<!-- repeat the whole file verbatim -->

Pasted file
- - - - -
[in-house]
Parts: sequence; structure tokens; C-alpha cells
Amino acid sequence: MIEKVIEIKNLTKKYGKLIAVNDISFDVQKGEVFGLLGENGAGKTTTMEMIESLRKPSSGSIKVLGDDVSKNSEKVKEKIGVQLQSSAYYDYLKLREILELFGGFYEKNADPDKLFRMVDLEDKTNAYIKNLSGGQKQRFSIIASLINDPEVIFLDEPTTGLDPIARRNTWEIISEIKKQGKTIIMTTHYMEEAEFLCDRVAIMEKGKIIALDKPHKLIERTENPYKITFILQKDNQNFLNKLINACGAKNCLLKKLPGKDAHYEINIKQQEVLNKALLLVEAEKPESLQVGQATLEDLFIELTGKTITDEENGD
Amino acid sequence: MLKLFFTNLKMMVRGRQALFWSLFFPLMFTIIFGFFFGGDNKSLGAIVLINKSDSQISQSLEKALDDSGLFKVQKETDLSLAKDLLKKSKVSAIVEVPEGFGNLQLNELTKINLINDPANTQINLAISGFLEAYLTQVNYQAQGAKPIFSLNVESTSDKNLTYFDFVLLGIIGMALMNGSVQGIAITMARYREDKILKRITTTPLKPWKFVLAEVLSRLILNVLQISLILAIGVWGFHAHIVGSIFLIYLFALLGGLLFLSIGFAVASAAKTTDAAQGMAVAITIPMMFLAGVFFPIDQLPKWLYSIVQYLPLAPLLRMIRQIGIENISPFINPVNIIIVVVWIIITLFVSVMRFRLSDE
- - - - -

[in-house]
Parts: sequence; structure tokens; C-alpha cells
Amino acid sequence: MIEKVIEIKNLTKKYGKLIAVNDISFDVQKGEVFGLLGENGAGKTTTMEMIESLRKPSSGSIKVLGDDVSKNSEKVKEKIGVQLQSSAYYDYLKLREILELFGGFYEKNADPDKLFRMVDLEDKTNAYIKNLSGGQKQRFSIIASLINDPEVIFLDEPTTGLDPIARRNTWEIISEIKKQGKTIIMTTHYMEEAEFLCDRVAIMEKGKIIALDKPHKLIERTENPYKITFILQKDNQNFLNKLINACGAKNCLLKKLPGKDAHYEINIKQQEVLNKALLLVEAEKPESLQVGQATLEDLFIELTGKTITDEENGD
Amino acid sequence: MLKLFFTNLKMMVRGRQALFWSLFFPLMFTIIFGFFFGGDNKSLGAIVLINKSDSQISQSLEKALDDSGLFKVQKETDLSLAKDLLKKSKVSAIVEVPEGFGNLQLNELTKINLINDPANTQINLAISGFLEAYLTQVNYQAQGAKPIFSLNVESTSDKNLTYFDFVLLGIIGMALMNGSVQGIAITMARYREDKILKRITTTPLKPWKFVLAEVLSRLILNVLQISLILAIGVWGFHAHIVGSIFLIYLFALLGGLLFLSIGFAVASAAKTTDAAQGMAVAITIPMMFLAGVFFPIDQLPKWLYSIVQYLPLAPLLRMIRQIGIENISPFINPVNIIIVVVWIIITLFVSVMRFRLSDE